It seems in every generation we have politicians willing to score political points by demonizing immigrants or the vulnerable of one form or another. Older residents who’ve lived on the Iron Range their whole lives may still remember when new immigrants fleeing war and poverty in places like Italy, Finland, or Ireland were subjected to the same kind of demonization as President Trump directs today against the desperate families fleeing those same circumstances in places like Honduras, Guatemala, or Syria.
One other group that has been targeted for some time, particularly here in Minnesota, are the Somali and other East Africa refugees who have made Minnesota their home after fleeing civil war and famine in their home countries. For Minnesotans, particularly those of who live in rural enclaves of whiteness, these new immigrants can appear foreign, maybe even frightening. And those are the emotions that some seek to exploit and inflame.
Building familiarity and friendship is the best way to fight back. And that’s why a continuing effort by Paul Winkelaar and Mike VanKeulen and members of the Somali community and residents of the Tower-Soudan area has been so valuable (see story page B1). Late last month, for the second year in a row, about 30 members of the Twin Cities Somali community put aside their own fears and misunderstanding of rural Minnesotans and ventured north to visit the Soudan Mine and meet and enjoy a meal with residents of the area. The most recent event was a potluck dinner at the Tower Civic Center and featured a wide range of Somali and Ethiopian dishes alongside the usual wild rice hotdish, sarmas, and other staples of Iron Range cuisine.
The event included ethnic music and a discussion of the history of Somali and Ethiopian unrest that pushed many in the Horn of Africa to leave their homes. That discussion was led by Abdisalam Adam, an assistant principal at Highland Park school in St. Paul.
The evening was engaging, thrilling, and heartwarming all at the same time, as barriers fell away instantly. There were stories and laughter and friendships made. Many had come to Tower-Soudan last year and were back to reconnect with friends they had made before and to lead a host of first-time visitors to the area. The Somali visitors were gracious, accomplished, and eager to learn more about life in rural Minnesota. Many had grown up in the vast hinterlands of Somalia or Ethiopia, farming and raising livestock and the possibility of returning to their agricultural roots still sparks a real interest for some of them.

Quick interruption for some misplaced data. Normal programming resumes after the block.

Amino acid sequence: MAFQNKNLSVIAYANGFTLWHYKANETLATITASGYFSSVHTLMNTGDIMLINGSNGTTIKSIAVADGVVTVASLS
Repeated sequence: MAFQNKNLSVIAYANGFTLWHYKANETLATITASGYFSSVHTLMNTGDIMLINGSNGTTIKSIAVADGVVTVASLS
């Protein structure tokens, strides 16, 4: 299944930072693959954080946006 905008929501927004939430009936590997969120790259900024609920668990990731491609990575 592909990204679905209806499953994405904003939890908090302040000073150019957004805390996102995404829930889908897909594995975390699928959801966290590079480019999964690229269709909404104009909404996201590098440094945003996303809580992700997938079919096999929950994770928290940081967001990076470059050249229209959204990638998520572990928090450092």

The reality of their lives and their hopes and ambitions stands in stark contrast to the portrayal we too often see from those who want to exploit our unfamiliarity and fear. The Somalis and Ethiopians, as a community, are intelligent, hard-working, entrepreneurial, and, like most new immigrants, place tremendous value on education, which they recognize as the path to a better future for the next generation. They have already had a positive impact on the economy of the Twin Cities and other communities in the state where they have relocated in significant numbers and they are laying the groundwork for even greater success. And one of their own, Ilhan Omar, who was among the group that came to Tower-Soudan last year, was elected Tuesday to the U.S. Congress, representing Minnesota’s Fifth District.
Neal Kashkari, an economist who heads the Minneapolis Federal Reserve Bank, calls immigration “the closest thing to a free lunch” for the country as you can find in America, and the East African diaspora who have made Minnesota their home are proof of that.
People don’t come to the U.S. to live on welfare, as some people falsely claim. That’s just myth propagated to divide people. They come to build a brighter future and they are willing to work hard to achieve it for themselves and their children. They work, they start businesses, and they contribute to the economy and to the vibrancy of our communities. Despite the virulent anti-immigrant rhetoric emanating from the White House in the lead-up to last Tuesday’s general election, immigration has and, hopefully will always be, one of the leading factors behind America’s continued economic success.